I would recommend getting the NewBeeDrone tool kit that already include a soldering tool and accessories for drone building and repairing. If you just need a soldering iron and nothing else, Sequre SQ-D60 (affiliate link: GetFPV | Banggood) is an affordable option with decent quality.
Other Essential Purchases
Obviously, you need solder to solder. While it might not be as safe, leaded solder usually produces greater soldering because it has a shorter plastic phase, which simply means that it solidifies faster. The shorter the plastic phase, the shorter the time you need to hold the soldering joint in place, and subsequently the lower the likelihood of accidental movement that may cause a weaker solder joint.
A 63/37 (63 % tin and 37 % lead) solder is a good option as it has a very short plastic phase. A slightly cheaper option would be 60/40 solder, which offers similar performance.
As for the size, you need one with diameter below 0.04” (1 mm) to work with your drone.
Try to use a high quality solder instead of a cheap one. A higher quality solder makes soldering much easier by having a shorter plastic phase and lower working temperature. As such, it results in a way better soldering experience and works.
At a high temperature, the metal oxidizes easily. When oxidation occurs, the quality of the solder joint is hampered. The soldering flux is an acid or rosin-based compound that helps to prevent oxidation when soldering. On top of that, the soldering flux also acts as a cleaning agent to wash off impurities on the soldering surfaces to allow better bonding.
Soldering flux is usually built-in to the solder itself and you might think that it is not necessary to buy an extra one. However, if you are working at high temperature, the soldering flux may evaporate faster than it should. Signs of insufficient soldering flux include gray instead of silver solder joint and sticky skin on the molten solder.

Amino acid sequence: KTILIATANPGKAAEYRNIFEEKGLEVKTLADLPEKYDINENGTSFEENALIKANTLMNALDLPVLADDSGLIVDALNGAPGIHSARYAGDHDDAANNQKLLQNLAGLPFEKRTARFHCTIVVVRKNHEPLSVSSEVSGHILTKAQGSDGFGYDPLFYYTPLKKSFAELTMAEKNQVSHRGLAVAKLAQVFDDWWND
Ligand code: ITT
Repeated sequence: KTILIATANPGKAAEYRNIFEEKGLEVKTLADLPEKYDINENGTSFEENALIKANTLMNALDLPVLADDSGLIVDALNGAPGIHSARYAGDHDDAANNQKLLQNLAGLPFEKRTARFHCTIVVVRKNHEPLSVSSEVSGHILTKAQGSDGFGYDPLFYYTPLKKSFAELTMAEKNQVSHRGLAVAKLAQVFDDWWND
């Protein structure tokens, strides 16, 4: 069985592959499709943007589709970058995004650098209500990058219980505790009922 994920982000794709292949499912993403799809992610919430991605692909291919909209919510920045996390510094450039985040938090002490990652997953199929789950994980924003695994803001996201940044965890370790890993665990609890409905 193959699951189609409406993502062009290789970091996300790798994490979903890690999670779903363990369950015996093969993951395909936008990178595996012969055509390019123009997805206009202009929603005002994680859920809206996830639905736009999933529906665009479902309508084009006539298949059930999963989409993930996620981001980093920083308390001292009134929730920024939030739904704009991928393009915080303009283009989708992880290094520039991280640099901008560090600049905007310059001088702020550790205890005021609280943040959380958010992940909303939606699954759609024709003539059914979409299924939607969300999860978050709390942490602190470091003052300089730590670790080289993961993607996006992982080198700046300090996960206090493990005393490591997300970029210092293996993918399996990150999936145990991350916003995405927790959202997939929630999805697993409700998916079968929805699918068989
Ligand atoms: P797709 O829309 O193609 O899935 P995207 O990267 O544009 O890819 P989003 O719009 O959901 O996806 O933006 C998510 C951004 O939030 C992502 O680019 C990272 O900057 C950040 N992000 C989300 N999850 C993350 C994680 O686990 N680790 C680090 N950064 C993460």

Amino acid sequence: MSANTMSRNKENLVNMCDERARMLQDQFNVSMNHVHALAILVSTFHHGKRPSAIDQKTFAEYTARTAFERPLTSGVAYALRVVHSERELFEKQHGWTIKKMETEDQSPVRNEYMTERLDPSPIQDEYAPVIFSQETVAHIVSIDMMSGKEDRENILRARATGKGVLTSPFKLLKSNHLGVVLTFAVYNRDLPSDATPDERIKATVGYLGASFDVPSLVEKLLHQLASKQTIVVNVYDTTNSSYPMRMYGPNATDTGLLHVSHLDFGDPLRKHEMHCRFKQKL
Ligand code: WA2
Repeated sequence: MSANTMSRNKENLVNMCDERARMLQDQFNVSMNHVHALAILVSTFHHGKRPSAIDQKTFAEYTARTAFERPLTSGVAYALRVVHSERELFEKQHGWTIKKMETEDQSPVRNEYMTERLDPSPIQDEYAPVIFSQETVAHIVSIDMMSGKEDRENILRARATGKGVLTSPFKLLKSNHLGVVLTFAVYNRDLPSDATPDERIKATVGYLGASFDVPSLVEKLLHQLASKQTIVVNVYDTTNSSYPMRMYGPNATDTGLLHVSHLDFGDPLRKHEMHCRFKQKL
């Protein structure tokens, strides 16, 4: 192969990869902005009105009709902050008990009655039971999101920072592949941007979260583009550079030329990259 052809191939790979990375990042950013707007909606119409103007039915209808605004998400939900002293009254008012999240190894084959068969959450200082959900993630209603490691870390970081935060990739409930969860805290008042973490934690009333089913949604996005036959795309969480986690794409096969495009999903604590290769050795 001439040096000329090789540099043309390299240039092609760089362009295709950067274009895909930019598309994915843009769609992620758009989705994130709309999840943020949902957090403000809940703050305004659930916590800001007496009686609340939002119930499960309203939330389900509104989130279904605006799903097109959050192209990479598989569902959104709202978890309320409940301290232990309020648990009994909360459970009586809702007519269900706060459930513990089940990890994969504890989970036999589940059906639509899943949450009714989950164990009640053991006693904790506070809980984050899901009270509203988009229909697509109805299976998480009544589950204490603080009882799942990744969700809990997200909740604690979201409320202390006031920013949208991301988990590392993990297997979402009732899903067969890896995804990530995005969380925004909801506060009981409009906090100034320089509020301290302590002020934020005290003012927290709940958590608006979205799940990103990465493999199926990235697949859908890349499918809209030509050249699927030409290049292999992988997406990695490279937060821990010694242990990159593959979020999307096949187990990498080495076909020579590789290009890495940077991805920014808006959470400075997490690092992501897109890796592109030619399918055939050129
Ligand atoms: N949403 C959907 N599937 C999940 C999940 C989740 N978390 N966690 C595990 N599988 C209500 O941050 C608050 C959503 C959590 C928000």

It is always a good practice to add additional soldering flux if you are operating your soldering iron at a very high temperature.
Here’s a link to a soldering flux pen that you can get from GetFPV.
You will need a solder remover to replace the existing components on your drone, or if you need to redo your soldering due to unsatisfied quality.
Essentially, after melting the solder on the solder joint, the solder remover can be used to either vacuum or absorb the molten solder. Using a paper towel or cloth instead is not advisable.
The flux being used during the soldering process may corrode the tip, resulting in damage and accumulative wear, making it unwise to ignore and leave dirty. Therefore, cleaning the tips of your soldering iron is an important process that helps the device last longer and allows for a better coating during use.
You can use a regular non-plastic damp kitchen sponge for cleaning purposes. Some people prefer using brass wool, arguing that a wet sponge creates thermal shock which can damage the tip. However, the benefit isn’t really significant. Use whichever suits you, but avoid using hard metal wool as it can damage the tip by wearing off the iron plating.
A good soldering tool is as important as a good soldering skill in building and repairing drones. By having a good soldering tool, your soldering work will improve a lot even if your skill is not perfect. Having said that, getting a good soldering tool is not a shortcut to avoid the need for improving your soldering techniques. You still need some basic skills to get the job done!
Now that you have your soldering tool, its time to build yourself a drone!